At 44, with 18 Grand Slam titles and an Olympic medal in his cupboard, Leander Paes is finding it "tough to set new goals" but still spent his off-season getting stronger to remain relevant in modern-day tennis, which is being dominated by brute power. Many of his contemporaries have become coaches and many of his juniors have already hung racquets but this Indian legend's hunger for tennis is far from satiated.
"For me the off-season is about skill, endurance, weights, core, back, reinventing my game because now the game has become physical. All these boys are 6'3", 6'5". They are so strong, that your reaction time becomes less because the ball is being hit so hard.
"Building power means that the serve can be powerful. The forehand can be stronger. You can come back with a new style of doubles. So, the off-season for me is more about physical fitness and also about setting new goals because I am finding it very tough to set new goals," Paes told PTI in an exclusive interview.
The question of retirement keeps popping now and then with many wondering what keeps him going?
"Right now I am going through a beautiful part of my tennis career, where I don't need to prove anything. To be able to still control the ball to be still able to command the court, it still motivates me."
The legendary player hinted that he wants to develop into a role model.
"I enjoy the game. I have achieved everything, I wanted to. Now I am playing for myself. I want to motivate people around the world that if Leander can do something even through hard and tough times, If I can keep that health and fitness and happiness about my life, then everybody else can.
"We live in times, where life is very hard. There is terrorism everywhere, there is poverty, the cost of living is rising, lots of scams going on but you need good role models out there to show that life is tough but can be good too," he said.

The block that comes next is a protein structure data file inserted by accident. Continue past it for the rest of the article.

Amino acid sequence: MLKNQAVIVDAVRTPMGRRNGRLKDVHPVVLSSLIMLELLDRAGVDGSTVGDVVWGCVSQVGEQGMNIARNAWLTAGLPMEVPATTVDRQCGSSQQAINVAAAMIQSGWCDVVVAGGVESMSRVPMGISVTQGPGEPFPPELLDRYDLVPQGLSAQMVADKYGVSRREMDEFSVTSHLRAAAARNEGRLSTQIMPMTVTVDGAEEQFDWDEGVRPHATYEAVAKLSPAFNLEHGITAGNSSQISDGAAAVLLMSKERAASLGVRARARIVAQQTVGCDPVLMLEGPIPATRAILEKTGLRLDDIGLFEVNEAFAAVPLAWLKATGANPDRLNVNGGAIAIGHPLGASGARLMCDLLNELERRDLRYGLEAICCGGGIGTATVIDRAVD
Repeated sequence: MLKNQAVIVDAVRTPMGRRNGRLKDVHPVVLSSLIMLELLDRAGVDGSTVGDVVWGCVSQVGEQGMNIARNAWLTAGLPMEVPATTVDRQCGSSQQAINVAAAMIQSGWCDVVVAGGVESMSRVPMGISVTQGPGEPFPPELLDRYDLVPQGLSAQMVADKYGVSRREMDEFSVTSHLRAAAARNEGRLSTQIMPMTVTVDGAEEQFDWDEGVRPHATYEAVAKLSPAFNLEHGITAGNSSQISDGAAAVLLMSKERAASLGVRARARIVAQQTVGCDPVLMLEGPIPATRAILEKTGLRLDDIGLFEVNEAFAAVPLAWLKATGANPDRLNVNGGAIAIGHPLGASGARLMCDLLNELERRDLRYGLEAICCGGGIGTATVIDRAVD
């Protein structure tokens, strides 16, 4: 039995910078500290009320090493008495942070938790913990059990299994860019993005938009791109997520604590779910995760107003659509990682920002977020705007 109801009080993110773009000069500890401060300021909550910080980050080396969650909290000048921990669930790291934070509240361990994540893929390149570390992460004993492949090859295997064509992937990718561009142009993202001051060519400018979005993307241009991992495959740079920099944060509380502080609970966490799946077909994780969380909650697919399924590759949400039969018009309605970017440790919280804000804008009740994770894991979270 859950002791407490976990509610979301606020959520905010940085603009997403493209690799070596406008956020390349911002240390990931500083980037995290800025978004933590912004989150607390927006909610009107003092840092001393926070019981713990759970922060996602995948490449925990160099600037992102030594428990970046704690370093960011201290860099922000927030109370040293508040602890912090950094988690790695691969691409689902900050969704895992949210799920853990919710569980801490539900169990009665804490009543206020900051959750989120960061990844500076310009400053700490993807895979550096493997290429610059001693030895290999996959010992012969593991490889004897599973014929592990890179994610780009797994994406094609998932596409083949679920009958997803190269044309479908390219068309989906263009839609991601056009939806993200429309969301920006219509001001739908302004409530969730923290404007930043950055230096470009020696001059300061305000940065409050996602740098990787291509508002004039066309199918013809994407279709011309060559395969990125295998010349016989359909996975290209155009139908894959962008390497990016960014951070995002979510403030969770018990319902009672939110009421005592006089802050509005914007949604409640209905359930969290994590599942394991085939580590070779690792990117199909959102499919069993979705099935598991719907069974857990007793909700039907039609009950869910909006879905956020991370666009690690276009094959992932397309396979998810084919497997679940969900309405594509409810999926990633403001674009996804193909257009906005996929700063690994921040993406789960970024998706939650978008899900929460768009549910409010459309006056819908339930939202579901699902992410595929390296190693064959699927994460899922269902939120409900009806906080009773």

When asked if he still wants to play one more Asian Games and the Olympics, he replied: "That does not push me. I play because I have fun. If that comes along, wonderful."
Paes said he indeed has become stronger, this year.
"I have done lot more weights. If you see, the strength in the lower part of the body is very good and the way I served (in Pune), they (Rohan Bopanna and Jeevan Nedunchezhiyan) did not come close to my serve."
"I have also worked on trying to re-invent a certain style of play. It did not work in Pune but at the end of last year for three weeks, we were undefeated. It was at Challenger level and now have got to move it up at the ATP level."
It's been some months that he and Raja are playing together on the tour. They ended 2017 on a high by winning the Challenger titles in Knoxville and Champaign in the US.
Ask him about Raja and he praises his partner. "He has made progress. The last match was not a good reflection of it but he has lost some weight. He has become smarter about his fitness, about his diet. To transform a body, it takes time. What is good about Purav is that he has got power. He is strong."
"I am encouraging him to play to his strengths. The movement is my strength. He did not hit the ball (against Bopanna-Jeevan). The last match was an awkward match, he did not play his best tennis."
It was also noticed that Ramkumar Ramanathan, one of India's best singles player these days, was spending a lot of time with Paes and his team.
Paes said for the Chennai boy to succeed at the highest level, he needs to work on the mental aspect of the game.
"Ram has got a phenomenal game. His serve is huge, his second serve is brilliant. Good inside-out forehand, good backhand down the line...technically very sound.
"There's not much I can teach Ram about technique and strokes. It's hard to be a Pro on tour when you are 150. When you are top-100, you get into Grand Slams but to get there is important. So, when I see him at different places, we do training together. So it's a long-term friendship. I am not gaining anything out of it."
Asked why Ram has not been able to make a mark when he has everything right about his game, Paes said, "Time".
"He has to put it together. Stay calm and be peaceful and rise at big points. You need to conserve energy. You can't be playing high octane all the time. And it takes mental skills."